The tradition of the epistolary novel, a book written by characters corresponding with each other, started in the 18th century by Samuel Richardson using letters to tell the story. A modern update is a novel that uses computer e-mail. Lost letters, misdirected letters, Christmas letters, love letters, and dear reader, "You've got mail!"
In her first adult novel since her successful series, The Princess Diaries, Meg Cabot uses her heroine's e-mails to tell this boy-meets-girl story. Gossip columnist Melissa Fuller, always chronically late for work, has a real excuse for not showing up to work on time when her elderly neighbor is attacked and put in the hospital, leaving Mel in charge of two cats, a great Dane and her playboy nephew Max. But there is something mysterious about Max and then the killer returns...
An Australian traveler, recently diagnosed with HIV, decides to spend his remaining
time in Europe. Against a rich background of Venice and allusions to Dante,
Casanova, Thomas Mann, and Sterne, this book is a compelling testament to life
A collection of correspondence between an eighteen-year-old student with green spiky hair and her aunt Fay, in which they discuss the merits of reading Jane Austen.
Cleo and Tyrone, two cats, take time between naps and feline mayhem to e-mail each other and share their views on catnip fields, fashion, poetry, tummy rubs, fashion and their owners.
Griffin: It's good to get in touch with you at last. Could I have one of your fish postcards? I think you were right -- the wine glass has more impact than the cup. --Sabine
"But Griffin had never met a woman named Sabine. How did she know him? How did she know his artwork? Who is she? Thus begins the strange and intriguing correspondence of Griffin and Sabine. And since each letter must be pulled from its own envelope, the reader has the delightful, forbidden sensation of reading someone else's mail. Griffin & Sabine is like no other illustrated novel: appealing to the poet and artist in everyone and sure to inspire a renaissance in the fine art of letter-writing, it tells an extraordinary story in an extraordinary way."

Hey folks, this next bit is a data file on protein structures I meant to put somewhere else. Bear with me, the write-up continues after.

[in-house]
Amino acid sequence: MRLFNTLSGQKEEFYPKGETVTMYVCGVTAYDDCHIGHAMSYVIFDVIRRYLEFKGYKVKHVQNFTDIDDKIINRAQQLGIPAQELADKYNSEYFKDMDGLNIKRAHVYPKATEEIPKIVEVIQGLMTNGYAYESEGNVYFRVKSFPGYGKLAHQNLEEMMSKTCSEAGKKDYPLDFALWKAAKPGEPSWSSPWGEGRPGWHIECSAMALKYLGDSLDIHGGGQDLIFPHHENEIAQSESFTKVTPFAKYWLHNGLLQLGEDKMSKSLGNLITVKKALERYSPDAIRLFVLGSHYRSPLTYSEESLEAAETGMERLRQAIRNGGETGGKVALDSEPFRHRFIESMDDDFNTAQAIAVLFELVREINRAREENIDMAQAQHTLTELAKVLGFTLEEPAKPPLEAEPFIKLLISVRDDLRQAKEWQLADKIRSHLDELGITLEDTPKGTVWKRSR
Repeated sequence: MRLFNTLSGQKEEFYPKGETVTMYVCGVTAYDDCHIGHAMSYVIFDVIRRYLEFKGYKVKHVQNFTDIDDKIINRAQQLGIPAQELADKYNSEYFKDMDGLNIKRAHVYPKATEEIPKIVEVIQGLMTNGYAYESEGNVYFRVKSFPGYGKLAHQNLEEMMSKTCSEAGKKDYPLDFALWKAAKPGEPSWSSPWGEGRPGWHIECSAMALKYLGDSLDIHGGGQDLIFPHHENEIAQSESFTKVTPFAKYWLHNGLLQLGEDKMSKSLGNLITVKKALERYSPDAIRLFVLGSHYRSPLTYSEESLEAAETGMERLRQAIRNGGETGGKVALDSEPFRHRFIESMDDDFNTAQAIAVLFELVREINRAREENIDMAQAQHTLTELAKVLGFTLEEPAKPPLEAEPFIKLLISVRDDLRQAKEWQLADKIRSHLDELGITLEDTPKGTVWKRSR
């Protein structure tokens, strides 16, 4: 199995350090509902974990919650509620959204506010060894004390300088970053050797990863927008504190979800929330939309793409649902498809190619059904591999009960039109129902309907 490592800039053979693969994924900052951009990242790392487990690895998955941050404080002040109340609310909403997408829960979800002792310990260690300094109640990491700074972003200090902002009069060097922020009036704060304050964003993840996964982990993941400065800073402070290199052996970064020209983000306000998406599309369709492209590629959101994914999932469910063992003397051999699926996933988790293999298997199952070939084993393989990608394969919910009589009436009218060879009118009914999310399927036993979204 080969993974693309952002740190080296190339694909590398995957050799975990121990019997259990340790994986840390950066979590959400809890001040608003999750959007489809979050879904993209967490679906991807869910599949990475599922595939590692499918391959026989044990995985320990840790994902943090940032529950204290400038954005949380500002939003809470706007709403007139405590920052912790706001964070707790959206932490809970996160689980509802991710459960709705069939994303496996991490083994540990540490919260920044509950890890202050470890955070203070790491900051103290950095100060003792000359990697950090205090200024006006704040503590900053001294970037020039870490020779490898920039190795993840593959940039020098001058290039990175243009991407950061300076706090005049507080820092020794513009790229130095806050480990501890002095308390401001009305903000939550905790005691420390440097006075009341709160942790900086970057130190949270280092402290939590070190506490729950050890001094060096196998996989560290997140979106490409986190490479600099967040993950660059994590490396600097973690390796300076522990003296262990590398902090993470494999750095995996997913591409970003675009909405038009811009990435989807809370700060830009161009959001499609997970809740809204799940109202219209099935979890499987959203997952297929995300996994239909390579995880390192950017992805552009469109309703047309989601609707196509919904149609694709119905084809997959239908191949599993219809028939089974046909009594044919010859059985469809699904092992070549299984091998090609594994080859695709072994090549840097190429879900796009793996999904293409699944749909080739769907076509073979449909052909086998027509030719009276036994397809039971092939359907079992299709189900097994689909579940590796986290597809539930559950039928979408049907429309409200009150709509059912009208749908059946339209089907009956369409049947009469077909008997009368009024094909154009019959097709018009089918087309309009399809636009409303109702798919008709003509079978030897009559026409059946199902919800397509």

Sequels include Sabine's Notebook and The Golden Mean.
Ivy Rowe may not have much education, but her thoughts are classic, and her experiences are fascinating. Born near the turn of the century in the Virginia Mountains, Ivy's story is told completely through letters she is forever writing, and that you will forever want to read....
Backstabbing, office politics, and corporate intrigue in an advertising agency vying for the almighty Coca-Cola account. E-mails fly with sexual innuendoes, sly insults, and downright lies as the employees claw their way up and down the corporate ladder.
In this classic eighteenth-century epistolary novel, Clarissa's family tries to marry
her off and a city gentleman tries to seduce her.
In this vast novel, packed with incident, Gunter Grass traces the dark labyrinth of
the German mentality as it developed during the rise, fall, and aftermath of the
"Reading someone else's e-mail is a quiet, clean enterprise. There is no pitterpattering around the room, no opening and closing the desk drawers, no percussive creasing as you draw the paper from the envelope and unfold it. There is no sound but the melody of dial-up, the purity of the following Gregorian tones, and the sweet nihilistic measure of static."
Teenager Henry reads his mother's e-mail and shakes the foundations of his family.